Heather Wilson, the forty-five-year-old five-term Republican from New Mexico, is an Air Force Academy graduate and a former Rhodes scholar; she is also something of an anomaly among the representatives whose seats are up for grabs. While Democratic voters in her district have an edge over Republicans, she has voted with her party 87 percent of the time since Bush took office, showing enough of an independent streak that Democrats sometimes have trouble depicting her as a GOP crony. Wilson sided with Democrats to ask the Bush administration to reveal the true cost of its expensive Medicare drug program, and she recently introduced legislation that would require administration officials to brief Congress on electronic surveillance. But because the Democrats think she’s vulnerable, her fund-raising challenge is even greater than usual. Last election, her opponent and national Democrats spent $3.3 million against her. In the previous four contests, her opponents spent more than $10 million trying to win—and that’s not counting the money liberal advocacy groups have poured into her races. Wilson estimates that she will need to raise $4 million this year to emerge victorious. Her opponent, New Mexico Attorney General Patricia Madrid, has already raised nearly $2 million, and expects to raise “nearly as much” as Wilson.
In addition to the fourteen-hour workday Wilson often puts in—soliciting money, sitting on the Energy and Commerce Committee and the Intelligence Committee, and taking care of constituents—she faces a grueling weekly commute that takes seven hours each way (if all goes smoothly) between her studio in Washington and her full-time residence in Albuquerque. Wilson’s family is used to this: her daughter, Cait, was just over eighteen months old when her mother first won federal office, and by age three she had developed a hand signal to use when she wanted undivided attention in the face of Wilson’s official demands: she clenches her hand in a fist, like an O, and then splays her three middle fingers downward: Ordinary Mom. (When Cait was younger and would say “I want you” over the phone to Wilson, the congresswoman recalls, “it was almost physically painful.”)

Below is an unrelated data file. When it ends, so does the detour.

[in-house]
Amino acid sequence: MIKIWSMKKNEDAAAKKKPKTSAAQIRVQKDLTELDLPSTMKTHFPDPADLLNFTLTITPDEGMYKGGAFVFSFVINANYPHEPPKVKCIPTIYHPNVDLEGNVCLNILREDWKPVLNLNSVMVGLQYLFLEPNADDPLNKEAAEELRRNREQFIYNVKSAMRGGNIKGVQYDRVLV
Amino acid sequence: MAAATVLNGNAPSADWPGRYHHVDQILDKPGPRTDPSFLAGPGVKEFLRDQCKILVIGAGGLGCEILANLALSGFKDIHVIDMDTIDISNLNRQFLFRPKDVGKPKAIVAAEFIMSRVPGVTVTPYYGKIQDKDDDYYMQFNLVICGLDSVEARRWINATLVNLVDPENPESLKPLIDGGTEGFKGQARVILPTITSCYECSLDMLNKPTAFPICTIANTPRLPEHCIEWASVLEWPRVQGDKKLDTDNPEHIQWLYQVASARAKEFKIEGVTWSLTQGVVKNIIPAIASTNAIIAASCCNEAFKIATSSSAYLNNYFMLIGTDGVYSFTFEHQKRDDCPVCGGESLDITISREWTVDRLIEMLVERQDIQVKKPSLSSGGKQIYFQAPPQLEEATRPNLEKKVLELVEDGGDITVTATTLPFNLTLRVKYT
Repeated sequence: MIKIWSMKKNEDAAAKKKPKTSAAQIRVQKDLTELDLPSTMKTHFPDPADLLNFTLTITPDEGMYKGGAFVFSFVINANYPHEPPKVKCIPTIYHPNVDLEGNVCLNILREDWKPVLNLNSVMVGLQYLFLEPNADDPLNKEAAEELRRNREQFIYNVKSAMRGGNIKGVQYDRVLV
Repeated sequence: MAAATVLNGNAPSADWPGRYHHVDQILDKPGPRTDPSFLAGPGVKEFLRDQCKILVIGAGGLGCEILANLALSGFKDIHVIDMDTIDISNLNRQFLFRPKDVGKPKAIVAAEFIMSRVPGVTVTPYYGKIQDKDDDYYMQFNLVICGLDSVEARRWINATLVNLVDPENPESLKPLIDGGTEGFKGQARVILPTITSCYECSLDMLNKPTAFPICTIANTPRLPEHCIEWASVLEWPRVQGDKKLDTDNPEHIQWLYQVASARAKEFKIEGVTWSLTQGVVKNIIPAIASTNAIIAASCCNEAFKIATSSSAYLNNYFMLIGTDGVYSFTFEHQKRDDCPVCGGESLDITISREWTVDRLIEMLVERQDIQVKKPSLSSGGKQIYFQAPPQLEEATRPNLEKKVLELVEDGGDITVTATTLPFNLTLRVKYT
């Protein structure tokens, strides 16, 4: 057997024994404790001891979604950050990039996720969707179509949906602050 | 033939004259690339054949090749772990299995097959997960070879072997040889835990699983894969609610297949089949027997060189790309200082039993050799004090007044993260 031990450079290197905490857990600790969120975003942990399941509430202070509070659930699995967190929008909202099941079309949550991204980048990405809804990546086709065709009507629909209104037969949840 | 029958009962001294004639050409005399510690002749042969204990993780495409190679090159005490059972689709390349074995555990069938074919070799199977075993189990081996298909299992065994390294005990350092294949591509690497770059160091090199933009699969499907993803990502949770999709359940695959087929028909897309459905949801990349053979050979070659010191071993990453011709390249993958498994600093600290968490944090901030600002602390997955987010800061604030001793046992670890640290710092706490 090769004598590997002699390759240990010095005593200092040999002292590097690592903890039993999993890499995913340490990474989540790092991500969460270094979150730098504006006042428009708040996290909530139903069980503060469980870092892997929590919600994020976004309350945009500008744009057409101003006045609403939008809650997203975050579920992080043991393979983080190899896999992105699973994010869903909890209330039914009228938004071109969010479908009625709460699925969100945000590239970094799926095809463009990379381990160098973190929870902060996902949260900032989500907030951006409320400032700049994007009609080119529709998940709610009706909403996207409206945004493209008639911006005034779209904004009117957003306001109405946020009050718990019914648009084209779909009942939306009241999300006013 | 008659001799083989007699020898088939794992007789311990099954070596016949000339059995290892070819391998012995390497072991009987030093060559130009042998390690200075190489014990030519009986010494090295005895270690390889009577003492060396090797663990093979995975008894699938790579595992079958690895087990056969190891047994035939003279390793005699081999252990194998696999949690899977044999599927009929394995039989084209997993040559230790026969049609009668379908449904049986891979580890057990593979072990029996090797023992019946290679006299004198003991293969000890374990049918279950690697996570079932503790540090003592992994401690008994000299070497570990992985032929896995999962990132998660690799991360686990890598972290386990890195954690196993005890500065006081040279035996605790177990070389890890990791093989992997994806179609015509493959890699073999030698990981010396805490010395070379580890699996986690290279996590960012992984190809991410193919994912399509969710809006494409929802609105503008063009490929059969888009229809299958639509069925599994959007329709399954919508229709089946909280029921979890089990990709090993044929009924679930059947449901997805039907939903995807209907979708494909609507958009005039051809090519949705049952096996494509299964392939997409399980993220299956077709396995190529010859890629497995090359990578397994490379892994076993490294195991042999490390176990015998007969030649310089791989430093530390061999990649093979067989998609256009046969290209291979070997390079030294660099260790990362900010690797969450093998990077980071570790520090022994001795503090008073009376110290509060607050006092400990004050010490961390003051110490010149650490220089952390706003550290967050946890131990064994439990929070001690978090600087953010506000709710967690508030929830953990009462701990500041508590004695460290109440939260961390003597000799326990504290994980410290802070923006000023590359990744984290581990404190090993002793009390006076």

Despite some help from the party and the White House, Wilson shoulders most of the fund-raising and campaigning burden herself. One day in early July, she spent part of her morning calling local firefighters, one by one, urging them to show up on July 13 for their union’s congressional-endorsement vote. Just before lunch she reached Jeremy Polk, a loyal supporter and member of the Bernalillo Fire Department, whose six-year-old son, Austin, had posed in one of Wilson’s campaign posters. “I think we’ve got a lot of friends in the fire department, and I just want them to know it might be a close vote, and I’d be honored to earn your support again,” she told Polk. At the close of the conversation, she added that she’d be sure to look for Austin when she next saw a Bounty commercial, since the towheaded youngster is now in the business of plugging paper towels. And there you have Wilson’s life in a nutshell: chatting about paper-towel ads with a union guy, in between meeting with a local semiconductor company and lunching with women business leaders at the local Olive Garden.
The only people who put in longer hours than imperiled rank-and-file members are those who lead them. House Minority Leader Nancy Pelosi works fourteen-hour days whether or not Congress is in session. (Many Hill watchers wonder how the sixty-six-year-old Pelosi can toil so hard while remaining immaculately dressed and consistently perky. One answer: massive consumption of high-quality chocolate.) Pelosi’s schedule between 1:15 p.m. on Friday, June 23, and 9:00 p.m. on Monday, June 26, featured stops in Providence; Cambridge, Massachusetts; San Juan; Pittsburgh; and Washington, D.C., and included five fund-raisers, three media appearances, two official meetings, one charity event, and a dinner for members of Congress that she hosted in her own home. During that single eighty-hour period, she raised $1 million for House Democrats. House Speaker Dennis Hastert is working just as hard: by election day he will have campaigned for at least 200 House Republicans—which is to say, nearly all of them.